It’s a big moment for the whole family. Your child is looking at the prospect of starting their school life properly. This means that they’re going to be spending a lot more of their time early and, while it might start off light enough, they’re going to have the responsibility of succeeding in their education. Practically, emotionally, and realistically, it is going to be a big change and some children can find the transition to school stressful, difficult, and even scary.
As such, you can be there to help them manage that transition as best as possible.
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We’ve got a few ideas to ease that transition as much as possible:
Ready them for the world of education
Parents should always take steps to help their children begin to learn before they reach school. Whether this is reading to them at home, trying to teach them basic numeracy skills (such as counting and being able to identify numbers), or practising writing. Choosing a preschool for your child can help them get an advantage in adjusting to the environment as well if you have the opportunity to do that. Going to school should never be the first educational experience that a child has.
Get them used to a schedule before their transition to school
One of the biggest changes in the daily life of your child, when it comes to school, is that things are about to get a lot more scheduled. They’re going to have to be at school at a certain time, which means having a set time to wake up and a morning routine, as well as a more rigid bedtime. Similarly, they’re going to have to set aside time and space to do their homework when they get home. You should help them manage all of these needs. However, it can benefit them if you start maintaining a schedule before school begins so that, when they do start, it’s a little easier to just naturally slip into things. Why not check out our toddler schedule?
Help them feel more confident
Children can be more resilient than we think. In many cases, it’s the parents who feel nervous or worried about how they get on at school, only to find out that they are trucking along just fine. However, that said, there are children who feel a little uneasy when surrounded by so many new people, have trouble making friends, and want to avoid attention. Helping to make your child resilient and confident is all about building them up. You can give them practice by going to more group events for children with them, but also you should encourage them with your words, help them be less afraid of being amongst many people and especially when communicating with their teacher. Confidence starts with the home, so make sure that you’re doing what you can to build it before their transition to school.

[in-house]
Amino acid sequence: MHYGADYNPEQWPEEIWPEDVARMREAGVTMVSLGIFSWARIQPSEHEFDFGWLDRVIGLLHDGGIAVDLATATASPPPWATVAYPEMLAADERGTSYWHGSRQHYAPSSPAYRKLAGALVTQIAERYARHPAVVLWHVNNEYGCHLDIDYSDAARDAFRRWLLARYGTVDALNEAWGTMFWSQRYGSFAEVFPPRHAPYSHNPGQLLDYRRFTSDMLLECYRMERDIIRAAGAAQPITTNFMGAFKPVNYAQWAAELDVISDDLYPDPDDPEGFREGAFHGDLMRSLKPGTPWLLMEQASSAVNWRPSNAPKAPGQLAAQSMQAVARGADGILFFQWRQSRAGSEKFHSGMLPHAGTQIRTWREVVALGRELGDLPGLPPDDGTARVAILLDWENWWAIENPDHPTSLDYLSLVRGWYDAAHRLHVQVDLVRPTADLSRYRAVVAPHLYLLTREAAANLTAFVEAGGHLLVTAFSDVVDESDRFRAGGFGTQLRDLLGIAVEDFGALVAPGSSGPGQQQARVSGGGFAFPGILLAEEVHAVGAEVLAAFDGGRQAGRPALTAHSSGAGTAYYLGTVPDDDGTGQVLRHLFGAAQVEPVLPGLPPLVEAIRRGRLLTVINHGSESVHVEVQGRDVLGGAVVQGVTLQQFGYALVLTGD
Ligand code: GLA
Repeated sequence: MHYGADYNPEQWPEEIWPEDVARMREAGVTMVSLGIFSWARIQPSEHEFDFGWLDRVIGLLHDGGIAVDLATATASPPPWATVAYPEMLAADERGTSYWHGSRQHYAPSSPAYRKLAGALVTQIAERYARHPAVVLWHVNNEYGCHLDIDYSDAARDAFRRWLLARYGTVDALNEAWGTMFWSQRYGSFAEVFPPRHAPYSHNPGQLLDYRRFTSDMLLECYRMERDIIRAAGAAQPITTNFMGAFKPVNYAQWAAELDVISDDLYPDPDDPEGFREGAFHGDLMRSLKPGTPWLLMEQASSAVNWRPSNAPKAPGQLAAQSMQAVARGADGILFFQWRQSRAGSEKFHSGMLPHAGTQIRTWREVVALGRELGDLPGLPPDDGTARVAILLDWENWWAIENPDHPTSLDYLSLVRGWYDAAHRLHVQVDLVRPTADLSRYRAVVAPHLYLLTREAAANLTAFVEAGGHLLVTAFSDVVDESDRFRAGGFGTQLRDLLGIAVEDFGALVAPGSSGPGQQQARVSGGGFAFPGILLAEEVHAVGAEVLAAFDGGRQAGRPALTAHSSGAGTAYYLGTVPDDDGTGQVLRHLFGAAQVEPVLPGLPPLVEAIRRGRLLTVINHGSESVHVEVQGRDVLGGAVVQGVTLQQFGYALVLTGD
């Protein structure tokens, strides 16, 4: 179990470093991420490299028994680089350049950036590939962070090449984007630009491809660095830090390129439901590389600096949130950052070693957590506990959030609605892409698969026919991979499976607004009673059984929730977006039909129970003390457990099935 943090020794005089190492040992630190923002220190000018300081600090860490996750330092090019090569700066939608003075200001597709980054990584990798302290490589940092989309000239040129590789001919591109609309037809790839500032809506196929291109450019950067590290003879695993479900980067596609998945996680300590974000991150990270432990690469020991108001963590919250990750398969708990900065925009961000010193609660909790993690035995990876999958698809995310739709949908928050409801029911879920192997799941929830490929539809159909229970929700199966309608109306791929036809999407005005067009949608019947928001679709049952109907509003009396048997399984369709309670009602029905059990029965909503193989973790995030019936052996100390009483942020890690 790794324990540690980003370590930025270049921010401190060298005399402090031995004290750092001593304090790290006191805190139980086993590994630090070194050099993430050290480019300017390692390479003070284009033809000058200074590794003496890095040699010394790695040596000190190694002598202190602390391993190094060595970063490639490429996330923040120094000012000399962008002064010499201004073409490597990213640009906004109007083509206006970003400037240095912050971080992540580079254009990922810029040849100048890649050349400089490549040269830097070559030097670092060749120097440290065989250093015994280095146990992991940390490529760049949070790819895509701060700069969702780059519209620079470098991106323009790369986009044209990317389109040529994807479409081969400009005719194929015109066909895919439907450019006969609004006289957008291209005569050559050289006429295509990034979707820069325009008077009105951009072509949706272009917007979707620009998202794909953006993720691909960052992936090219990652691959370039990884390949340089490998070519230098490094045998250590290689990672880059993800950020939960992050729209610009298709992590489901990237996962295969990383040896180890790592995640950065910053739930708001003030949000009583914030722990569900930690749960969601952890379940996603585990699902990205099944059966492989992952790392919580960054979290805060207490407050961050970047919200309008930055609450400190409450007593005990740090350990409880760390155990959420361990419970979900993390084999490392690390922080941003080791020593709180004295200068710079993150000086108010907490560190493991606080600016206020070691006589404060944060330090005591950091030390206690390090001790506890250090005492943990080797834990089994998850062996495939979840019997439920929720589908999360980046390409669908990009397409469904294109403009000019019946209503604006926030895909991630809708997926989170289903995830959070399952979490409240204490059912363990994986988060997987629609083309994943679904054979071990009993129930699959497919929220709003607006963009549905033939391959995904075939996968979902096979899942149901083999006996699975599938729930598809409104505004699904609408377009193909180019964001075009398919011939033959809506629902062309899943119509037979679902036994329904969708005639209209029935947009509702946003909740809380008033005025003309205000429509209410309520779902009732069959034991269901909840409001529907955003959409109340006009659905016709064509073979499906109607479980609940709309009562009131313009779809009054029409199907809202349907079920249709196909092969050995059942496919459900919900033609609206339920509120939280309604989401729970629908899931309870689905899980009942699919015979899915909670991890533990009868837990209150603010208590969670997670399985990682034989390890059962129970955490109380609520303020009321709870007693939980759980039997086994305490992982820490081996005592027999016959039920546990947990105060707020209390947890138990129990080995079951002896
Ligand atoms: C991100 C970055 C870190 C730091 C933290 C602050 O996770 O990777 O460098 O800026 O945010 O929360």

Be mindful of their mental health
Of course, sometimes the difficulties that children can experience in school go well beyond simply feeling a little nervous. If you are worried that your child is not adapting and that, more seriously, it’s starting to take a toll on their emotional health, you should look at ways to help support them. Mental health in early childhood can be a tricky subject since children develop so quickly and it can be difficult to tell what is a phase and what requires more attention. Be attentive, talk to them, ask them about their day, and make open communication a priority. Don’t be afraid to talk to a counsellor alongside them if you think that they are dealing with stress, depression, or anxiety. These issues can affect people at any age, but often parents have a blind spot when it comes to their children, not wanting to believe that they could be experiencing such emotional anguish.
Build their social life with them
For a lot of children, especially those who don’t live alongside others, school is going to be one of the biggest social challenges of their life, not just an academic one. To that end, you should look at how you can help them thrive in a social environment. Experience really is the best teacher here. You should look at the prospect of arranging playdates, both one-on-one and with groups of children and parents. Anyone can have a little difficulty making friends for the first time, but the more used to it they are, the more likely they are to do it quite naturally when in school.
With the tips above, hopefully, you can help your child make the transition to school life much more easily. It’s okay to hit some speed bumps on the way, so long as you can find a way to navigate them.
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